>>I am currently working on a project that will be using an DEC Alpha server
>>The application that I am developing in "C", also uses DECMessageQ for passing
>>messages between systems through the network. We have been able to interface
>>standard Vaxes and PCs without too much trouble, except for the Alpha.
>>The message structure that we are using needs to be BYTE aligned, but we are
>>unable to accomplish this. In VMS, there is no problem, and when we perform a
>>SIZEOF() the structure, VMS will respond with a size of 10, where the Unix
>>application says 12. We have tried to compile with the -Zp1 option, but this
>>appears to have no effect.
>Well, the obvious one is don't presume that processor specific alignment
>requirements are portable :-).
>Define an intermediate format, and send that between different
Unix systems run on a large number of processors. If your "message"
structure includes such things as floats, doubles, arrays, etc, you
will find a lot of "interesting" effects, all of which will prevent
proper transfer of information.
I'm familiar with sockets, but not with DECMessageQ. The following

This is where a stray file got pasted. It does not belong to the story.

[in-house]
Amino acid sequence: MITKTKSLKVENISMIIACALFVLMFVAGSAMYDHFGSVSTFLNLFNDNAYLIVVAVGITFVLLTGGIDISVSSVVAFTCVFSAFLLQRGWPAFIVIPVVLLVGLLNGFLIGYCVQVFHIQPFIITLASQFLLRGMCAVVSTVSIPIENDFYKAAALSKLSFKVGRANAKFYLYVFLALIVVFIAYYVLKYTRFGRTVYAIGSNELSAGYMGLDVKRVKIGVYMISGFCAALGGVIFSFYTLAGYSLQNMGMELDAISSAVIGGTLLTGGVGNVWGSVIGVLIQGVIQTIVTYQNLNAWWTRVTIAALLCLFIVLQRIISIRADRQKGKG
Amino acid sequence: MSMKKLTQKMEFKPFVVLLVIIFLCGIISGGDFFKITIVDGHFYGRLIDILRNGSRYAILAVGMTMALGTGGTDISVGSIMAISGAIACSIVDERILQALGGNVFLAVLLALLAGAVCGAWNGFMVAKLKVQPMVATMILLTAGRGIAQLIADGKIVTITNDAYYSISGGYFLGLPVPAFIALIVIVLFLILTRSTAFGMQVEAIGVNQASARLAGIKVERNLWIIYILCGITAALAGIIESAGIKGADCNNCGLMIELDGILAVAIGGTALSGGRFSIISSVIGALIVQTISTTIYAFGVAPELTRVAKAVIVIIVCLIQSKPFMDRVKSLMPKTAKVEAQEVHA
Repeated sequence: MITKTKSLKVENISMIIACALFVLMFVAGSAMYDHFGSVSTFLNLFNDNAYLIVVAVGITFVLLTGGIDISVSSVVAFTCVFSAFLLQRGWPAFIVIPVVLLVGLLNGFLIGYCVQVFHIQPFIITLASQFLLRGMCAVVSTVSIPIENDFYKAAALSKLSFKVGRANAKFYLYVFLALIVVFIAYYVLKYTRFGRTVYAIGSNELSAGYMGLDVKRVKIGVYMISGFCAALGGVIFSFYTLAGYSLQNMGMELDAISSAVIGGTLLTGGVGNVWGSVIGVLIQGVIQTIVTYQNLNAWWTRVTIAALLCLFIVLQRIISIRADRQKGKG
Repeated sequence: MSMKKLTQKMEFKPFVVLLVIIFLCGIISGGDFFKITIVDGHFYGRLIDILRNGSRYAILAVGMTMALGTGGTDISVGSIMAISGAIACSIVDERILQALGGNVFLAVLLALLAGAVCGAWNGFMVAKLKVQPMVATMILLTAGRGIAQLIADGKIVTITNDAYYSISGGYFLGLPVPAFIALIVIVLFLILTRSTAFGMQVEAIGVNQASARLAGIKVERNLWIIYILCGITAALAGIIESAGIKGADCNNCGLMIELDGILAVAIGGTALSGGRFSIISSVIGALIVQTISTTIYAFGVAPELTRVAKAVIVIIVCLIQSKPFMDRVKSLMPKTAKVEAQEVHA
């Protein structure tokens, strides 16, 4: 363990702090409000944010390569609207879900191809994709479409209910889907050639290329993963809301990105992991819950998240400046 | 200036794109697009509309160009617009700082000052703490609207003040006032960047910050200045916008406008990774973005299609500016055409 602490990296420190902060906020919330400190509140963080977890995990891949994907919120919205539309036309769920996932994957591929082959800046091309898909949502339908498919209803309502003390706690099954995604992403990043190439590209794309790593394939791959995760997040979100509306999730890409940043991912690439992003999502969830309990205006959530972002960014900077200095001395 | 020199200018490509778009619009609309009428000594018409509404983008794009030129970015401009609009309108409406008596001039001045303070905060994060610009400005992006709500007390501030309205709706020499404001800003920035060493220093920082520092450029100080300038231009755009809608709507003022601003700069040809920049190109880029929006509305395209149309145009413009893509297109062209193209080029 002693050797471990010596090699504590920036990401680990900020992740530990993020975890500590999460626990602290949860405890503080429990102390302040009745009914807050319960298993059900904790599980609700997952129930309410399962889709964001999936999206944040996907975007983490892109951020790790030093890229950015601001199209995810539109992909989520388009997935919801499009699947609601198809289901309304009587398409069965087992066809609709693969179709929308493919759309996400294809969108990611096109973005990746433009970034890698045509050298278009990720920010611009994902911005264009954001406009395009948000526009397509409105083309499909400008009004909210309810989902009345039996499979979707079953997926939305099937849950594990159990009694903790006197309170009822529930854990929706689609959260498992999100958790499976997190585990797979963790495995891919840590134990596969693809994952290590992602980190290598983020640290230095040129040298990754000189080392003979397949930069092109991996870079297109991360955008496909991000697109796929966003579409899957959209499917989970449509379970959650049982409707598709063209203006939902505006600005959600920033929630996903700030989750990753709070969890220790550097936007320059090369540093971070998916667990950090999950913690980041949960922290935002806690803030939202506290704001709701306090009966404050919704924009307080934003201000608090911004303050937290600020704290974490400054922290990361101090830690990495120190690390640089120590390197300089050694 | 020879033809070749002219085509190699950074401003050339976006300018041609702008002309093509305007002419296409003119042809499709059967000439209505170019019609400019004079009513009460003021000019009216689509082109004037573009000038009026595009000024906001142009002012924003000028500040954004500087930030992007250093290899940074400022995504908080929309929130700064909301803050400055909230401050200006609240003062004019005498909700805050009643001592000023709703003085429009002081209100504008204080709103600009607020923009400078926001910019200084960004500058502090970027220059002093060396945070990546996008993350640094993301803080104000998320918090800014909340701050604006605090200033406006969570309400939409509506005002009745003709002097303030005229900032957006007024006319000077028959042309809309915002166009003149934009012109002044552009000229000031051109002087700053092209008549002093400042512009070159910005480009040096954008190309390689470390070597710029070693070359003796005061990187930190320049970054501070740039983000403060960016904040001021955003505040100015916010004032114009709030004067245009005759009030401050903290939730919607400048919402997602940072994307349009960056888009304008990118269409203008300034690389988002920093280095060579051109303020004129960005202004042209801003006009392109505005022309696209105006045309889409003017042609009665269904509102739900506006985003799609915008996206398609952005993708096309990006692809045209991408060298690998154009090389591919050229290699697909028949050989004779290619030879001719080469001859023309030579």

may or may not apply...
Floats, doubles, and especially structures are difficult to pass along
using sockets. Personally, I usually just write-to-ascii and transfer
that. There is *no* problem with passing strings between processes
on the same machine or between the same type of machine.
Different machines, however, may represent floating point in different
ways (sometimes the same machine can have different ways to represent
floats, for example, an SGI's C/C++ compilers' floats are not the same
as those that get loaded into its homogeneous transform hardware).
Many machines these days do use IEEE's standard for floating point, and
so floats between those machines *may* transfer -- test and see.
Even integers have problems: big-endian, little endian (ie. which byte
is high, which low).
Structures are a worse problem. Not only may they include multibyte
integers, floats, and doubles, with all the problems mentioned above,
different compilers may do different things to satisfy memory
constraints (such as, floats must begin on addresses evenly divisible
by 8, etc). They insert "padding" bytes (unused null bytes) in various
places, and not even all compilers for the same platform may do this
the same way.
Your machine may support "XDR: External Data Representation standard"
(1014 Sun Microsystems, Inc., 1987 June; 20p Format: TXT=39316 bytes)
If so, check out "man xdr_simple" for such functions as xdr_bool,
xdr_double, xdr_float, etc. You may use these functions to describe
simple data structures in a machine-independent fashion.
Charles E Campbell, Jr, PhD _ __ __
Goddard Space Flight Center / /_/\_\_/ /